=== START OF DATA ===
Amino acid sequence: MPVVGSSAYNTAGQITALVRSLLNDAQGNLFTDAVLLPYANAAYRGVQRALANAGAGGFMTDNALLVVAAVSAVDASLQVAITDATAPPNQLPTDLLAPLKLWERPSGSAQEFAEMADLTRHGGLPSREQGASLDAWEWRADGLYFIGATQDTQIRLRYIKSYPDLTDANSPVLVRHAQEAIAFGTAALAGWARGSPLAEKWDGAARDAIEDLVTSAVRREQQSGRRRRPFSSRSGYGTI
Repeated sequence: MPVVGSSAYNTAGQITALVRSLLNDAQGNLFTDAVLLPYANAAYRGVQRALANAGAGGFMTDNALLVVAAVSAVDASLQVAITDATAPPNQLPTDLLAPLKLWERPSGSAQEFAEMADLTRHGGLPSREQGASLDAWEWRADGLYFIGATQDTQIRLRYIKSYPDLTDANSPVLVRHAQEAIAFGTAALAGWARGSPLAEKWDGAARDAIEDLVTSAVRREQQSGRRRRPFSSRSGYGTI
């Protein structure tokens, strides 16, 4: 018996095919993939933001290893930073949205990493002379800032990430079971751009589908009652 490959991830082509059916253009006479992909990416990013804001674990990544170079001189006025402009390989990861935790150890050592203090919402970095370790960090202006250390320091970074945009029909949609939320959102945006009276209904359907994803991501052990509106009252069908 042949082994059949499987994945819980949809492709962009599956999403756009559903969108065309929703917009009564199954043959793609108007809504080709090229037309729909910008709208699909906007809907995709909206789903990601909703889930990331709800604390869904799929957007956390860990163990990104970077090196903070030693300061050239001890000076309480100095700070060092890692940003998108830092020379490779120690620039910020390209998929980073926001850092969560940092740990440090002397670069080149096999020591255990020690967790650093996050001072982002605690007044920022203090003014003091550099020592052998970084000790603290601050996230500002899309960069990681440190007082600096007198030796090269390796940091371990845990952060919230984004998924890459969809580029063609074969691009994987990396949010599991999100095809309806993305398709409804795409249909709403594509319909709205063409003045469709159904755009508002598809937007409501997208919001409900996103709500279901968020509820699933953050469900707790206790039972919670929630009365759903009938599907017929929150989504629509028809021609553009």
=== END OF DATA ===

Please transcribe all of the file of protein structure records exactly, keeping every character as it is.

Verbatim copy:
Amino acid sequence: MPVVGSSAYNTAGQITALVRSLLNDAQGNLFTDAVLLPYANAAYRGVQRALANAGAGGFMTDNALLVVAAVSAVDASLQVAITDATAPPNQLPTDLLAPLKLWERPSGSAQEFAEMADLTRHGGLPSREQGASLDAWEWRADGLYFIGATQDTQIRLRYIKSYPDLTDANSPVLVRHAQEAIAFGTAALAGWARGSPLAEKWDGAARDAIEDLVTSAVRREQQSGRRRRPFSSRSGYGTI
Repeated sequence: MPVVGSSAYNTAGQITALVRSLLNDAQGNLFTDAVLLPYANAAYRGVQRALANAGAGGFMTDNALLVVAAVSAVDASLQVAITDATAPPNQLPTDLLAPLKLWERPSGSAQEFAEMADLTRHGGLPSREQGASLDAWEWRADGLYFIGATQDTQIRLRYIKSYPDLTDANSPVLVRHAQEAIAFGTAALAGWARGSPLAEKWDGAARDAIEDLVTSAVRREQQSGRRRRPFSSRSGYGTI
């Protein structure tokens, strides 16, 4: 018996095919993939933001290893930073949205990493002379800032990430079971751009589908009652 490959991830082509059916253009006479992909990416990013804001674990990544170079001189006025402009390989990861935790150890050592203090919402970095370790960090202006250390320091970074945009029909949609939320959102945006009276209904359907994803991501052990509106009252069908 042949082994059949499987994945819980949809492709962009599956999403756009559903969108065309929703917009009564199954043959793609108007809504080709090229037309729909910008709208699909906007809907995709909206789903990601909703889930990331709800604390869904799929957007956390860990163990990104970077090196903070030693300061050239001890000076309480100095700070060092890692940003998108830092020379490779120690620039910020390209998929980073926001850092969560940092740990440090002397670069080149096999020591255990020690967790650093996050001072982002605690007044920022203090003014003091550099020592052998970084000790603290601050996230500002899309960069990681440190007082600096007198030796090269390796940091371990845990952060919230984004998924890459969809580029063609074969691009994987990396949010599991999100095809309806993305398709409804795409249909709403594509319909709205063409003045469709159904755009508002598809937007409501997208919001409900996103709500279901968020509820699933953050469900707790206790039972919670929630009365759903009938599907017929929150989504629509028809021609553009």